By Michael Walker
Alfred Hitchcock's movies are popular across the world, and a mountain of literature has designated probably each side of them. but remarkably few stories have exclusively concerned about the ordinary motifs in Hitchcock's movies. Michael Walker treatments this incredible hole in Hitchcock literature with an cutting edge and in-depth examine of the sustained motifs and issues threaded via Hitchcock's whole physique of labor. Combing via all fifty-two extant function motion pictures and consultant episodes from Hitchcock's tv sequence, Walker strains over 40 motifs that emerge in habitual gadgets, settings, character-types, and occasions. even if the loaded that means of staircases, the symbolic prestige of keys and purses, homoeroticism, guilt and confession, or the function of paintings, Walker analyzes such components to bare a fancy internet of cross-references in Hitchcock's artwork. He additionally supplies complete consciousness to the wider social contexts during which the motifs and issues are performed out, arguing that those interwoven components upload new and richer depths to Hitchcock's oeuvre. a useful, encyclopedic source for the student and fan, Hitchcock's Motifs is an engaging research of 1 of the best-known and such a lot famous movie administrators in historical past.
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Additional resources for Hitchcock's Motifs (Film Culture in Transition)
I would like to quote one passage in some detail: Childhood memories, according to Freud, are always of a visual character, even for those whose memories are not generally visual. ) Evidently, the sense of sight is essential, not only to the cinema, but also to memory and dream: the images on the screen can trigger repressed memories and through them the unconscious can speak as in a dream. It is clear how often Hitchcock evokes childhood fears: anxieties rooted in early phases of sexual development.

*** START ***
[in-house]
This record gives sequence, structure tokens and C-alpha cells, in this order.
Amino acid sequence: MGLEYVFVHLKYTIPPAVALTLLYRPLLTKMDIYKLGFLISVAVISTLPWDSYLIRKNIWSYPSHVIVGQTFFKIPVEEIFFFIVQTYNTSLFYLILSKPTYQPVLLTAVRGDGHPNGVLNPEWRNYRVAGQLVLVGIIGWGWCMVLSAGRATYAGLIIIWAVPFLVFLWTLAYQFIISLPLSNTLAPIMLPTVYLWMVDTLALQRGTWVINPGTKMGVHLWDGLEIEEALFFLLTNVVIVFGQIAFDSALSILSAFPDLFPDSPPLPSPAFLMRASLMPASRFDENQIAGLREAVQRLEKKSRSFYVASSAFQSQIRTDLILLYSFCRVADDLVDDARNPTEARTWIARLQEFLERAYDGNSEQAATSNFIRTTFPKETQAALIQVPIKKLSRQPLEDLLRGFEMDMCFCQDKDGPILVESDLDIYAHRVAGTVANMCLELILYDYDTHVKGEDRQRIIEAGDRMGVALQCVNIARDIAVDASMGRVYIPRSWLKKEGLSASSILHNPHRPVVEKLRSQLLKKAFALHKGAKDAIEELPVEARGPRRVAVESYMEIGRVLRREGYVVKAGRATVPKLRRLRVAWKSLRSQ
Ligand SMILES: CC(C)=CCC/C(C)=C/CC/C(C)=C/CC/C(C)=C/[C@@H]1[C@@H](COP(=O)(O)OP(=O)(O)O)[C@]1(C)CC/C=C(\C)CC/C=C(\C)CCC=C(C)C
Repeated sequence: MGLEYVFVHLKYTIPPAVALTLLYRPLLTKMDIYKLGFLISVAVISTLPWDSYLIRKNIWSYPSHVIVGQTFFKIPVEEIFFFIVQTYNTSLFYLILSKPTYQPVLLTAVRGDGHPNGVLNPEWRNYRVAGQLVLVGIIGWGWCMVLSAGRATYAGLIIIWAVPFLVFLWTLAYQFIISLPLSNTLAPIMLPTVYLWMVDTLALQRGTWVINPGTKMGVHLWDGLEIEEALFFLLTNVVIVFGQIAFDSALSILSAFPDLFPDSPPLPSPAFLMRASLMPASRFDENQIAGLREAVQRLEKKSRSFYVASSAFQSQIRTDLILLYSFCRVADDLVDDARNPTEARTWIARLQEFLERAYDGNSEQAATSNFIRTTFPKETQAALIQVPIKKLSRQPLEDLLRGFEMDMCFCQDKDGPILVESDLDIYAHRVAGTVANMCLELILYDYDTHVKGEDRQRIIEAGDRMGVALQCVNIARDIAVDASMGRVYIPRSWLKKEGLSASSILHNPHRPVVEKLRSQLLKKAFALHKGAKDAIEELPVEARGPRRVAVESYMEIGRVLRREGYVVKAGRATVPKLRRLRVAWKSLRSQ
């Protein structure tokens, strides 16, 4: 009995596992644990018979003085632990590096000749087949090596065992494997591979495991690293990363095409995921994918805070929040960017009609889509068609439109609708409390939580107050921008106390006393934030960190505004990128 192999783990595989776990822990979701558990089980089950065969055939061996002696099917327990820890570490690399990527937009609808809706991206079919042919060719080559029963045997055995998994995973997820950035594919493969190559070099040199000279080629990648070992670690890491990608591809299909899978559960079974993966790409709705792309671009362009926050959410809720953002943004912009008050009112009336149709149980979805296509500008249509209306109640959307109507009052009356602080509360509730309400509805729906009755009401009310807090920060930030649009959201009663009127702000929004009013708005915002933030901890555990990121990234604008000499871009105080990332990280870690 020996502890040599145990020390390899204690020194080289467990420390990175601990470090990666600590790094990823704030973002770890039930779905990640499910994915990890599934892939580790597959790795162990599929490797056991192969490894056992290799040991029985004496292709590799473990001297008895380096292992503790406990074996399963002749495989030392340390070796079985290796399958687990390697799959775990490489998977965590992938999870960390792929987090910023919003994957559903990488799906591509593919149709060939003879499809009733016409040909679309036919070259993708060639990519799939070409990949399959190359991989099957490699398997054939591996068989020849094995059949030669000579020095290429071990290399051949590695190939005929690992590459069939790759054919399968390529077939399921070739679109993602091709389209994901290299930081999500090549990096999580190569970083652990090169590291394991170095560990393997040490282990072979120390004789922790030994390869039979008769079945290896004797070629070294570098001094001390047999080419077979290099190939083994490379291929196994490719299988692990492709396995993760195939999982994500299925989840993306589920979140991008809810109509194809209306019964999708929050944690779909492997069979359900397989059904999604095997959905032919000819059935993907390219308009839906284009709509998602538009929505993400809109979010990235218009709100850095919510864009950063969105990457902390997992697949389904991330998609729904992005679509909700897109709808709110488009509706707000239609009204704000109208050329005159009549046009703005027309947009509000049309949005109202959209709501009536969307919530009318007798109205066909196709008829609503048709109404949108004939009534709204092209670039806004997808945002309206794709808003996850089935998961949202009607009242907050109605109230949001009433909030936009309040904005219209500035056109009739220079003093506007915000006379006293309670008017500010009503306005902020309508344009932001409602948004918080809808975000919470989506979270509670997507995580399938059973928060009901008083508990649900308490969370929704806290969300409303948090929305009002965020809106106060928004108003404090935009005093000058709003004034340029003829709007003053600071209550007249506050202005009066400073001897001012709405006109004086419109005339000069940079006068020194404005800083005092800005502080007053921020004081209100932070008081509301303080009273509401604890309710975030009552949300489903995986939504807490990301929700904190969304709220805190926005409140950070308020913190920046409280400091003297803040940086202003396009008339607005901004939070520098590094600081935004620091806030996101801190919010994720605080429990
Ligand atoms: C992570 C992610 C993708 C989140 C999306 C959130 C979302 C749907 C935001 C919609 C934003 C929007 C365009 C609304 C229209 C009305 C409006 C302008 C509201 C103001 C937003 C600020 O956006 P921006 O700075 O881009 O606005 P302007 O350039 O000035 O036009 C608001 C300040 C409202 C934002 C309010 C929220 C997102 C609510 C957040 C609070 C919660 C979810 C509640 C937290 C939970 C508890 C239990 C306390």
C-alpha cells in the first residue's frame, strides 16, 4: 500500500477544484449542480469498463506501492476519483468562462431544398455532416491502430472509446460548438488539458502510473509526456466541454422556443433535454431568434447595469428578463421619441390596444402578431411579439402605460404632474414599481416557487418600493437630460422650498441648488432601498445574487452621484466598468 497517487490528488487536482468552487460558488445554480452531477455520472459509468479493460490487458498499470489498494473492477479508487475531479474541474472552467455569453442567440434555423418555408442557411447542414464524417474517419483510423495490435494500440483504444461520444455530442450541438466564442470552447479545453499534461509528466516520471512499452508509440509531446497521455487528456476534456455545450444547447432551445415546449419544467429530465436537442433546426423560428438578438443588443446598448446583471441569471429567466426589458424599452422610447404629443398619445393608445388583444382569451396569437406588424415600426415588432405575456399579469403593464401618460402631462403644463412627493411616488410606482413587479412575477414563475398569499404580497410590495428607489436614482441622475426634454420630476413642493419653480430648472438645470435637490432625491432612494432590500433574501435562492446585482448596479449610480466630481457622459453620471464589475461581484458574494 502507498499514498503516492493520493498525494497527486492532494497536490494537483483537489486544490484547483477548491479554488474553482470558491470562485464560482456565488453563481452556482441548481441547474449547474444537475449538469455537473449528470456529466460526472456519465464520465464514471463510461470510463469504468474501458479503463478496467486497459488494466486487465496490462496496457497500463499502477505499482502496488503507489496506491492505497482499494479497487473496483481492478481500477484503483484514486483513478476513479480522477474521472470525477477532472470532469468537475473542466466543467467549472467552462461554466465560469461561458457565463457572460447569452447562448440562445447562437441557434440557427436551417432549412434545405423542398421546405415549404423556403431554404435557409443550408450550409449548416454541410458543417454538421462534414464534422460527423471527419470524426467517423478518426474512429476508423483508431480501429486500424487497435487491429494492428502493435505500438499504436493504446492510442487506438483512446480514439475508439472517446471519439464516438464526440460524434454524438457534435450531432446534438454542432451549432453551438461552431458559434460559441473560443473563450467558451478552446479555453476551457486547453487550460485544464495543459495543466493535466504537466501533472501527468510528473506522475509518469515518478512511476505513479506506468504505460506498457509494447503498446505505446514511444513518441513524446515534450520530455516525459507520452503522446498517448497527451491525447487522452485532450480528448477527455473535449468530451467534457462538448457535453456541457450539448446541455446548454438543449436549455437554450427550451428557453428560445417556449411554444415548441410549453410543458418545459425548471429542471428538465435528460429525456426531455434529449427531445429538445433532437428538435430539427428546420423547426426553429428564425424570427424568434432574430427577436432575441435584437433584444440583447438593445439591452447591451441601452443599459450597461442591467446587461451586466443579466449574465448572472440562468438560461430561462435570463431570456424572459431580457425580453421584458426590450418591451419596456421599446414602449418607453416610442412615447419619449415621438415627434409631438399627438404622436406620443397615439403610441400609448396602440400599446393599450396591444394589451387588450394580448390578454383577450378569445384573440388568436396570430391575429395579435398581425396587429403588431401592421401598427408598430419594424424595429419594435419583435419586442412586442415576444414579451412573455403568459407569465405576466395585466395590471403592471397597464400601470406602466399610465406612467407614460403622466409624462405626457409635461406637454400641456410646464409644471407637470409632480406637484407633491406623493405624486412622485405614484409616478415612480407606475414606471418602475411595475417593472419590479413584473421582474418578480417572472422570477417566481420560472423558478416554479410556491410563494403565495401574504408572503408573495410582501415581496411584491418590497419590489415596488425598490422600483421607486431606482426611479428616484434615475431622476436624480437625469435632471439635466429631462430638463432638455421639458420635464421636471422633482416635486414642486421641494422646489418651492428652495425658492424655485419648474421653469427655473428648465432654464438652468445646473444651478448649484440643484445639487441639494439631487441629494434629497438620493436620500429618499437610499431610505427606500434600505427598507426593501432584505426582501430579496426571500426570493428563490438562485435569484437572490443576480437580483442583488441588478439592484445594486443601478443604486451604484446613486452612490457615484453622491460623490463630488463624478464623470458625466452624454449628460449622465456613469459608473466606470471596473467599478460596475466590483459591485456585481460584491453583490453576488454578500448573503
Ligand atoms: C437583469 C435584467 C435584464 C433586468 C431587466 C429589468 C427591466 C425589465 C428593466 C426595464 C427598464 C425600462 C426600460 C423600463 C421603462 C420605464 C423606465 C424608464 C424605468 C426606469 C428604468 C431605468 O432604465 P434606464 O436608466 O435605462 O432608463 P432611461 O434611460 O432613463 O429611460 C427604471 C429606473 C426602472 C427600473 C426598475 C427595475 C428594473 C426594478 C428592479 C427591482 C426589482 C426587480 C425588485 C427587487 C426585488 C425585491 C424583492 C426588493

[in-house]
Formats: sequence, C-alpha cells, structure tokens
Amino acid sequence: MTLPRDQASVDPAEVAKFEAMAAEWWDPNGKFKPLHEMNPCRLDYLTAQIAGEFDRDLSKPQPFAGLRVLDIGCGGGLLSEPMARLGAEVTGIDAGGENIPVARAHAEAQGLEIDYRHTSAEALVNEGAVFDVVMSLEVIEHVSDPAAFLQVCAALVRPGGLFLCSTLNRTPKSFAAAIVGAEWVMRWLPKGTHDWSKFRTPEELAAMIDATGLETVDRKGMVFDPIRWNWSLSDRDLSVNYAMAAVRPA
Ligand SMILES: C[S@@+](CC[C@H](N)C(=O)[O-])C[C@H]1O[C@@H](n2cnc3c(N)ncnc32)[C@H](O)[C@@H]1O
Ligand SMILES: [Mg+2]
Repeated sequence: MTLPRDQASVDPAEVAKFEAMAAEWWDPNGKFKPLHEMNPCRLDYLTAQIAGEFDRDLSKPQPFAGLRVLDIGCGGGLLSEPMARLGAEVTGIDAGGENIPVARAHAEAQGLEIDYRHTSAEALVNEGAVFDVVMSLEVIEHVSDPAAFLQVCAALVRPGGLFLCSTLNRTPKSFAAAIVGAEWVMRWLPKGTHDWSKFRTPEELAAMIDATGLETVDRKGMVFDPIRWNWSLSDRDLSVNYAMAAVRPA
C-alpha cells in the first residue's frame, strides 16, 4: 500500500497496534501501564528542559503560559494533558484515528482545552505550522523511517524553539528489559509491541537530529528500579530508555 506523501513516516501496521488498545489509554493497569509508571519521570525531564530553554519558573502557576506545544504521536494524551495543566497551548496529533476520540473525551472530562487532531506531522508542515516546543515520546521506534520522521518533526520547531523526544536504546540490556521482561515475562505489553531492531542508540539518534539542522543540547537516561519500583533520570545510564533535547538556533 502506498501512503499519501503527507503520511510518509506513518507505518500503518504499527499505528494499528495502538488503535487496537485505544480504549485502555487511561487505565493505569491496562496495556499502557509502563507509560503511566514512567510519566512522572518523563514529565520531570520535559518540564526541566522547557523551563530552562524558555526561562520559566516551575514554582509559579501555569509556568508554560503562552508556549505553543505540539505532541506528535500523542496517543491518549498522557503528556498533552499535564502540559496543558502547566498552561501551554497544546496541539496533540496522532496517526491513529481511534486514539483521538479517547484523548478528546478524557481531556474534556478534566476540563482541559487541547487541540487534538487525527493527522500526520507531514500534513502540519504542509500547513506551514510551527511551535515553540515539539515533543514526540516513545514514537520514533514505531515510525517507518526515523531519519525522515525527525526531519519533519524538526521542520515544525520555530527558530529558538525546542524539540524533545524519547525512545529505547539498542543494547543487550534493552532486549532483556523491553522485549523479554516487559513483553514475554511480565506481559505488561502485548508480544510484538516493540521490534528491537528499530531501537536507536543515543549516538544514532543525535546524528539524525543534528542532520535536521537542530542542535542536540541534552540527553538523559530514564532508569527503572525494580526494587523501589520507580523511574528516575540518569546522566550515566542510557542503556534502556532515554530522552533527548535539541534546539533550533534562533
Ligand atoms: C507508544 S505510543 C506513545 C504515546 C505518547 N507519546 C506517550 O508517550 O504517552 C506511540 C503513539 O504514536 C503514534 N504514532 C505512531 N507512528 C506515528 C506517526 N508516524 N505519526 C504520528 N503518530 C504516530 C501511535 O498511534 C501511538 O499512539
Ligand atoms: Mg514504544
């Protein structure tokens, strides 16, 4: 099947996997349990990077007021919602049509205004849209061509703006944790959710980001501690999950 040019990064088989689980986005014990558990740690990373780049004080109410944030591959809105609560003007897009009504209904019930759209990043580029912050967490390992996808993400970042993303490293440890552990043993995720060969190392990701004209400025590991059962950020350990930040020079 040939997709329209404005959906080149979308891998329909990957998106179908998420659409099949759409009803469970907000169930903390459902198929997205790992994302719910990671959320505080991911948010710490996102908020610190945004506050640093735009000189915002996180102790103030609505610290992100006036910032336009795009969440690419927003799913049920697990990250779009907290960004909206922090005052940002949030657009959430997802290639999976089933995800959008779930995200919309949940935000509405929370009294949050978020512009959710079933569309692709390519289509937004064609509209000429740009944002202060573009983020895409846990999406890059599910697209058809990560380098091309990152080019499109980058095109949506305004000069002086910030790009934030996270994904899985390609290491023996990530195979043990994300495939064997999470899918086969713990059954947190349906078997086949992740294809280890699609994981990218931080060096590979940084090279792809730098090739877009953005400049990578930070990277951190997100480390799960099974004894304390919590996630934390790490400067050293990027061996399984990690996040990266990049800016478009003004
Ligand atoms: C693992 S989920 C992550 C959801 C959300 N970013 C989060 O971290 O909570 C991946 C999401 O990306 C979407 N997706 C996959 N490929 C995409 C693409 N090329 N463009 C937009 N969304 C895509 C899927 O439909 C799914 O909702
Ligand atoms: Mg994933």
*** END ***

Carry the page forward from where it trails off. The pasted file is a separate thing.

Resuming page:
Indeed, the sequence in which Bernice lovingly brushes Jessie’s hair may be paralleled with its equivalent in Rebecca: when Mrs Danvers recalls how she used to brush Rebecca’s hair. Just as grooming Rebecca enabled Mrs Danvers to express covert erotic feelings towards her mistress, so Bernice seems motivated by a similar impulse towards Jessie. And just as the scene in Rebecca includes a track in to Maxim’s photograph from the heroine’s point of view to express her yearning, so Hitchcock repeats the effect in Marnie, tracking in to towards Jessie’s hair as Bernice brushes it to express Marnie’s yearning.
In melodrama these emotions are also moral categories. (Dyer : ) The refusal of Marnie’s hand to take the money also signals a moral change: she no longer sees Mark as someone from whom she can steal. As a result of this change, the way is prepared for the climactic events of the film’s final scene. For further examples of the ‘moral dimension’ to Hitchcock’s use of hands, see HANDS, especially the subcategory Male hands/female hands. From such hand gestures, we can readily infer a character’s feelings and impulses.